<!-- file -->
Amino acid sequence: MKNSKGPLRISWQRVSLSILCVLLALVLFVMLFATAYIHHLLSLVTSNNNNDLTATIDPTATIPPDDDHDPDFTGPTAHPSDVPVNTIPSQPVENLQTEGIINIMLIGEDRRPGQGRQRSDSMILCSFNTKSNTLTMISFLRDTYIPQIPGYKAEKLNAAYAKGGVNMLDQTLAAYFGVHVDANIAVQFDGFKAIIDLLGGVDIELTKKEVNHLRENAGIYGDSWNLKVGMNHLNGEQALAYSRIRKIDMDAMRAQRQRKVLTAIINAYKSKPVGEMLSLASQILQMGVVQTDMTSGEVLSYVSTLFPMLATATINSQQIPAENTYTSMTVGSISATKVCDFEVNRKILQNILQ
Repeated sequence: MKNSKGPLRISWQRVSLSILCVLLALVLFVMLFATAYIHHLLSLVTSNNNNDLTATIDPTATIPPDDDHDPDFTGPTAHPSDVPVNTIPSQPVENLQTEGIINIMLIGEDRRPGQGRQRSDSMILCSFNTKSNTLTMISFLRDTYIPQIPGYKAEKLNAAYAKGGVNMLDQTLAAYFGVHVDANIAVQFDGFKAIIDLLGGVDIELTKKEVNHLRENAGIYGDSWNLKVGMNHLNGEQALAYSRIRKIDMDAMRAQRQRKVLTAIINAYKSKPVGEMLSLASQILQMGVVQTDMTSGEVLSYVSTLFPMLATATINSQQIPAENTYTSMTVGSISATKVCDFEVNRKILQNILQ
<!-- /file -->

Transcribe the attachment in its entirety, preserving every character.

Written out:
Amino acid sequence: MKNSKGPLRISWQRVSLSILCVLLALVLFVMLFATAYIHHLLSLVTSNNNNDLTATIDPTATIPPDDDHDPDFTGPTAHPSDVPVNTIPSQPVENLQTEGIINIMLIGEDRRPGQGRQRSDSMILCSFNTKSNTLTMISFLRDTYIPQIPGYKAEKLNAAYAKGGVNMLDQTLAAYFGVHVDANIAVQFDGFKAIIDLLGGVDIELTKKEVNHLRENAGIYGDSWNLKVGMNHLNGEQALAYSRIRKIDMDAMRAQRQRKVLTAIINAYKSKPVGEMLSLASQILQMGVVQTDMTSGEVLSYVSTLFPMLATATINSQQIPAENTYTSMTVGSISATKVCDFEVNRKILQNILQ
Repeated sequence: MKNSKGPLRISWQRVSLSILCVLLALVLFVMLFATAYIHHLLSLVTSNNNNDLTATIDPTATIPPDDDHDPDFTGPTAHPSDVPVNTIPSQPVENLQTEGIINIMLIGEDRRPGQGRQRSDSMILCSFNTKSNTLTMISFLRDTYIPQIPGYKAEKLNAAYAKGGVNMLDQTLAAYFGVHVDANIAVQFDGFKAIIDLLGGVDIELTKKEVNHLRENAGIYGDSWNLKVGMNHLNGEQALAYSRIRKIDMDAMRAQRQRKVLTAIINAYKSKPVGEMLSLASQILQMGVVQTDMTSGEVLSYVSTLFPMLATATINSQQIPAENTYTSMTVGSISATKVCDFEVNRKILQNILQ